According to the product life-cycle theory, almost any product passes five stages during its existence regardless the desire of manufactures and customers. These stages are birth, growth, maturity, decay and atrophy. To prevent the last two stages marketologists suggest improving the product in the early stages of its development.
The results of the expert statistics show that 90% of the world innovations are nothing more product developments. And only the remaining 10% mean launch of new products and technologies. The Japanese are considered to have achieved the remarkable results in constant product development. An outstanding expert Masaaki Imai has generated the concept of constant product development Kaizen. Though there is a great number of products that have not gone through significant changes over many years and nevertheless they hold stable inviolable positions in the world market. First of all it holds true for food: cereals, vodka, wines, most of the confectionery, cigars, etc. However the milk we drink today is not the same as it was say, 50 years ago. In the second half of the twentieth century we saw the milk in Tetra Pak packages with improved consumer qualities allowing us to keep it for months.
Nowadays when the products of different competition trademarks are becoming more and more similar it is extremely difficult to attain real improvement of their functional features. That is why the changes are more likely to be in design than in functioning. Besides the experts from Brand Lab stress that at present consumers regard product design as important as its functions. Here we have a great deal of examples: any successful design change is considered to be an improvement or development, rebranding and so on. Probably the most illustrative example of design change is computer mouth. Unlike the computer itself, which is constantly being improved and mostly in its functions the mouth has not practically modified since its birth in 1980s. But its design has been transforming cardinally all the time. It greatly rouses the customers interest in the product. Marketing managers are inclined to think that only marketing research can show the objective answer what particularly should be improved in the product.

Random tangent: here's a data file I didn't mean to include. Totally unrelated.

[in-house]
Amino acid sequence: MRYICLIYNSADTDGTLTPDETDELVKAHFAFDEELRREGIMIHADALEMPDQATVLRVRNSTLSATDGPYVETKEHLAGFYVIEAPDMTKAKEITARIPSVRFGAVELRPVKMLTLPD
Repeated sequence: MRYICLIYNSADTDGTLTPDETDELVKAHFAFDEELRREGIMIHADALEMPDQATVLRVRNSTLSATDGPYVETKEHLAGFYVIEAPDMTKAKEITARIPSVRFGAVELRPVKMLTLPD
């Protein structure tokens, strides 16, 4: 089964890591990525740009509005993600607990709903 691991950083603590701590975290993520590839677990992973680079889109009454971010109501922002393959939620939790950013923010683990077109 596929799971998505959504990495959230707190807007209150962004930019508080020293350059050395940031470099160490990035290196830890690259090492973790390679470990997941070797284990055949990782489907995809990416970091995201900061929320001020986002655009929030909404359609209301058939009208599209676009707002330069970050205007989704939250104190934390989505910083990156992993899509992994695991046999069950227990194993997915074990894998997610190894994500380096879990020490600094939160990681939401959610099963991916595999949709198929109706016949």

A classic example of a successful survey – Kit Kat chocolate from Nestle. In 1990s this chocolate was positioned as the product for pleasure. It enjoyed good sales rates throughout the world. In 2000s in the west the consumers began to perceive the small bars of chocolate not as the product for pleasure, but as a means to appease hunger. Taking this fact into account Nestle launched Kit Kat in the form of a bar (and аt the same time began to produce Kit Kat of a standard size). It started a n advertising campaign with a slogan Have a break. Have a Kit Kat”. The sales rates of the chocolate again were moving upwards. So as we see from the above examples we must be aware of the fact that any product will become obsolete sooner or later.
Do not wait until it actually happens, and the sales rates dramatically are going down. Start your work on the product improvement when you are developing the product. Otherwise all the attempts to improve it later will turn into a waste of time, effort and money losses. Secondly, though it may in some way contradict the first postulate miracles do happen. That is why when the market is getting narrowed it does not mean that everything is lost and you have to let the product just die. Not so often but nevertheless there are cases when there are ways to improve this product, the market revives and even increases several times as much.